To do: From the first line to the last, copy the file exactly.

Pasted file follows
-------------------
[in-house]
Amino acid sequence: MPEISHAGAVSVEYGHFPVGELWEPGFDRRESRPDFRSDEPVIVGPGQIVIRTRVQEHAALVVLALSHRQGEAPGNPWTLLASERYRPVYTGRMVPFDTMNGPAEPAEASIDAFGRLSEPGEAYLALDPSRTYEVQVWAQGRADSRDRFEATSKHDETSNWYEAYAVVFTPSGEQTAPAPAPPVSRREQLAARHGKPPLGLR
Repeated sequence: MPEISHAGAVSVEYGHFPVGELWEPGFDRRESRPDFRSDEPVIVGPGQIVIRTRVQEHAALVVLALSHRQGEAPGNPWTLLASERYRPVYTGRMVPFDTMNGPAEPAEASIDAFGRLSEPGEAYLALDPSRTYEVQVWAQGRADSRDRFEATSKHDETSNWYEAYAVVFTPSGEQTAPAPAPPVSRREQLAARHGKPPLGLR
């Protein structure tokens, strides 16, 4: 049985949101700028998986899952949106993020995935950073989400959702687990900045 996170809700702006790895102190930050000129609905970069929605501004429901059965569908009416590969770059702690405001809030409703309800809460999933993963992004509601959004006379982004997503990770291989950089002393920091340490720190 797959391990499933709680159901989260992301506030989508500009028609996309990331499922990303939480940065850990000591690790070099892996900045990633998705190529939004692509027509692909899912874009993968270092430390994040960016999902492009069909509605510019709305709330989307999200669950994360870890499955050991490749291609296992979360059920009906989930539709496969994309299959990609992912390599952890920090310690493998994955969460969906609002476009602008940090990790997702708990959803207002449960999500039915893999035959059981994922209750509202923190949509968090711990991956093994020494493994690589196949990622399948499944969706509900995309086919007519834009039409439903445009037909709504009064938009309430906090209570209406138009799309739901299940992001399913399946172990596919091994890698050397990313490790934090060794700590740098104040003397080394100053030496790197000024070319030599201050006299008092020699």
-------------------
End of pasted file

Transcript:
[in-house]
Amino acid sequence: MPEISHAGAVSVEYGHFPVGELWEPGFDRRESRPDFRSDEPVIVGPGQIVIRTRVQEHAALVVLALSHRQGEAPGNPWTLLASERYRPVYTGRMVPFDTMNGPAEPAEASIDAFGRLSEPGEAYLALDPSRTYEVQVWAQGRADSRDRFEATSKHDETSNWYEAYAVVFTPSGEQTAPAPAPPVSRREQLAARHGKPPLGLR
Repeated sequence: MPEISHAGAVSVEYGHFPVGELWEPGFDRRESRPDFRSDEPVIVGPGQIVIRTRVQEHAALVVLALSHRQGEAPGNPWTLLASERYRPVYTGRMVPFDTMNGPAEPAEASIDAFGRLSEPGEAYLALDPSRTYEVQVWAQGRADSRDRFEATSKHDETSNWYEAYAVVFTPSGEQTAPAPAPPVSRREQLAARHGKPPLGLR
């Protein structure tokens, strides 16, 4: 049985949101700028998986899952949106993020995935950073989400959702687990900045 996170809700702006790895102190930050000129609905970069929605501004429901059965569908009416590969770059702690405001809030409703309800809460999933993963992004509601959004006379982004997503990770291989950089002393920091340490720190 797959391990499933709680159901989260992301506030989508500009028609996309990331499922990303939480940065850990000591690790070099892996900045990633998705190529939004692509027509692909899912874009993968270092430390994040960016999902492009069909509605510019709305709330989307999200669950994360870890499955050991490749291609296992979360059920009906989930539709496969994309299959990609992912390599952890920090310690493998994955969460969906609002476009602008940090990790997702708990959803207002449960999500039915893999035959059981994922209750509202923190949509968090711990991956093994020494493994690589196949990622399948499944969706509900995309086919007519834009039409439903445009037909709504009064938009309430906090209570209406138009799309739901299940992001399913399946172990596919091994890698050397990313490790934090060794700590740098104040003397080394100053030496790197000024070319030599201050006299008092020699």